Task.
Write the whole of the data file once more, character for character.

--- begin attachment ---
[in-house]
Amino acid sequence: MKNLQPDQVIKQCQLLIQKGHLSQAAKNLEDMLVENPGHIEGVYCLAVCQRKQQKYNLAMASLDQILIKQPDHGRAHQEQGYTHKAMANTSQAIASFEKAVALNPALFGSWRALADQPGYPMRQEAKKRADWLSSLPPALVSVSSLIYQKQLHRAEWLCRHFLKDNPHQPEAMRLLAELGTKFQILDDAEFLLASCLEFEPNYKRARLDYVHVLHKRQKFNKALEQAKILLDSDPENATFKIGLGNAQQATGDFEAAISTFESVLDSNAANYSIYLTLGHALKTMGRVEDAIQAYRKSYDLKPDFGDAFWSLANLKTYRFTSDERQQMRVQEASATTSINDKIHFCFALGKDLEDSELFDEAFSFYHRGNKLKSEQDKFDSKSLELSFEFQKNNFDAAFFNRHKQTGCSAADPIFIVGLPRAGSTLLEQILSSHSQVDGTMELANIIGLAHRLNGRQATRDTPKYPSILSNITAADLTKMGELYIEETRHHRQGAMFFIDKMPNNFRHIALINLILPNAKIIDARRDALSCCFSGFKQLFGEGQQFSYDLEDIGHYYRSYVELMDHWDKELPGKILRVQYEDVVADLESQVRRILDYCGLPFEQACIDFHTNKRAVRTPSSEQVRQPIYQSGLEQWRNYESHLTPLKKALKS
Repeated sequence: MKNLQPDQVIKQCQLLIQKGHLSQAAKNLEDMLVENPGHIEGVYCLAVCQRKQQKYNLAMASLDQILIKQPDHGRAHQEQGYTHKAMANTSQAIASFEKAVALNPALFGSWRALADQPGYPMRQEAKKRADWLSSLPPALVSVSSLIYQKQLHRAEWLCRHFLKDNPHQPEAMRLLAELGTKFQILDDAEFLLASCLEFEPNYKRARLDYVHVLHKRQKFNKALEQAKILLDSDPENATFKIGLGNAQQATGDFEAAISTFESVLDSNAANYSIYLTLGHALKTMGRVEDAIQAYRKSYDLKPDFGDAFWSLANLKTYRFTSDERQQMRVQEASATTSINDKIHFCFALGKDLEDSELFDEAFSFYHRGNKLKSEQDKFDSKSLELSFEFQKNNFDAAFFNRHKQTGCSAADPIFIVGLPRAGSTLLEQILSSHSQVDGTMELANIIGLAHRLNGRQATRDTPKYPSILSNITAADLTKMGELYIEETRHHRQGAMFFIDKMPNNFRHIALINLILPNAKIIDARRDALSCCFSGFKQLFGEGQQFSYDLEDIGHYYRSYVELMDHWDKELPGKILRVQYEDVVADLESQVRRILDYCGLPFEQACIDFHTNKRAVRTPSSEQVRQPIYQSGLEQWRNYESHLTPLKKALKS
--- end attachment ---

[in-house]
Amino acid sequence: MKNLQPDQVIKQCQLLIQKGHLSQAAKNLEDMLVENPGHIEGVYCLAVCQRKQQKYNLAMASLDQILIKQPDHGRAHQEQGYTHKAMANTSQAIASFEKAVALNPALFGSWRALADQPGYPMRQEAKKRADWLSSLPPALVSVSSLIYQKQLHRAEWLCRHFLKDNPHQPEAMRLLAELGTKFQILDDAEFLLASCLEFEPNYKRARLDYVHVLHKRQKFNKALEQAKILLDSDPENATFKIGLGNAQQATGDFEAAISTFESVLDSNAANYSIYLTLGHALKTMGRVEDAIQAYRKSYDLKPDFGDAFWSLANLKTYRFTSDERQQMRVQEASATTSINDKIHFCFALGKDLEDSELFDEAFSFYHRGNKLKSEQDKFDSKSLELSFEFQKNNFDAAFFNRHKQTGCSAADPIFIVGLPRAGSTLLEQILSSHSQVDGTMELANIIGLAHRLNGRQATRDTPKYPSILSNITAADLTKMGELYIEETRHHRQGAMFFIDKMPNNFRHIALINLILPNAKIIDARRDALSCCFSGFKQLFGEGQQFSYDLEDIGHYYRSYVELMDHWDKELPGKILRVQYEDVVADLESQVRRILDYCGLPFEQACIDFHTNKRAVRTPSSEQVRQPIYQSGLEQWRNYESHLTPLKKALKS
Repeated sequence: MKNLQPDQVIKQCQLLIQKGHLSQAAKNLEDMLVENPGHIEGVYCLAVCQRKQQKYNLAMASLDQILIKQPDHGRAHQEQGYTHKAMANTSQAIASFEKAVALNPALFGSWRALADQPGYPMRQEAKKRADWLSSLPPALVSVSSLIYQKQLHRAEWLCRHFLKDNPHQPEAMRLLAELGTKFQILDDAEFLLASCLEFEPNYKRARLDYVHVLHKRQKFNKALEQAKILLDSDPENATFKIGLGNAQQATGDFEAAISTFESVLDSNAANYSIYLTLGHALKTMGRVEDAIQAYRKSYDLKPDFGDAFWSLANLKTYRFTSDERQQMRVQEASATTSINDKIHFCFALGKDLEDSELFDEAFSFYHRGNKLKSEQDKFDSKSLELSFEFQKNNFDAAFFNRHKQTGCSAADPIFIVGLPRAGSTLLEQILSSHSQVDGTMELANIIGLAHRLNGRQATRDTPKYPSILSNITAADLTKMGELYIEETRHHRQGAMFFIDKMPNNFRHIALINLILPNAKIIDARRDALSCCFSGFKQLFGEGQQFSYDLEDIGHYYRSYVELMDHWDKELPGKILRVQYEDVVADLESQVRRILDYCGLPFEQACIDFHTNKRAVRTPSSEQVRQPIYQSGLEQWRNYESHLTPLKKALKS